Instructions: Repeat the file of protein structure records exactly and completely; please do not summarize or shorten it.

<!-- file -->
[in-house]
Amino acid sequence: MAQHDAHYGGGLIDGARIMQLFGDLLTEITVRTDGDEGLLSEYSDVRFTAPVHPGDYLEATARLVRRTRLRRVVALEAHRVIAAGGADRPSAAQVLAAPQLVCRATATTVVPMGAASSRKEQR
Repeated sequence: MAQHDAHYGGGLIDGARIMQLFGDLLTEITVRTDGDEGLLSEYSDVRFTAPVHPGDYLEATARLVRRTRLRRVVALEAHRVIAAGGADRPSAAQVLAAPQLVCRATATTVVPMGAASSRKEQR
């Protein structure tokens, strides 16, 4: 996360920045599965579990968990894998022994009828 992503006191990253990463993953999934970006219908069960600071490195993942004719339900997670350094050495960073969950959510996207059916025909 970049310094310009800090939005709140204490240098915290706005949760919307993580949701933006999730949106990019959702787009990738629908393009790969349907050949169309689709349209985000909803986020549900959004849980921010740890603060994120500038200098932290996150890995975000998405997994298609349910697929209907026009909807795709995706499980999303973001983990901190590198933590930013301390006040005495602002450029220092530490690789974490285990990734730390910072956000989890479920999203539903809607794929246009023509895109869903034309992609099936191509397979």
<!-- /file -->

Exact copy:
[in-house]
Amino acid sequence: MAQHDAHYGGGLIDGARIMQLFGDLLTEITVRTDGDEGLLSEYSDVRFTAPVHPGDYLEATARLVRRTRLRRVVALEAHRVIAAGGADRPSAAQVLAAPQLVCRATATTVVPMGAASSRKEQR
Repeated sequence: MAQHDAHYGGGLIDGARIMQLFGDLLTEITVRTDGDEGLLSEYSDVRFTAPVHPGDYLEATARLVRRTRLRRVVALEAHRVIAAGGADRPSAAQVLAAPQLVCRATATTVVPMGAASSRKEQR
């Protein structure tokens, strides 16, 4: 996360920045599965579990968990894998022994009828 992503006191990253990463993953999934970006219908069960600071490195993942004719339900997670350094050495960073969950959510996207059916025909 970049310094310009800090939005709140204490240098915290706005949760919307993580949701933006999730949106990019959702787009990738629908393009790969349907050949169309689709349209985000909803986020549900959004849980921010740890603060994120500038200098932290996150890995975000998405997994298609349910697929209907026009909807795709995706499980999303973001983990901190590198933590930013301390006040005495602002450029220092530490690789974490285990990734730390910072956000989890479920999203539903809607794929246009023509895109869903034309992609099936191509397979």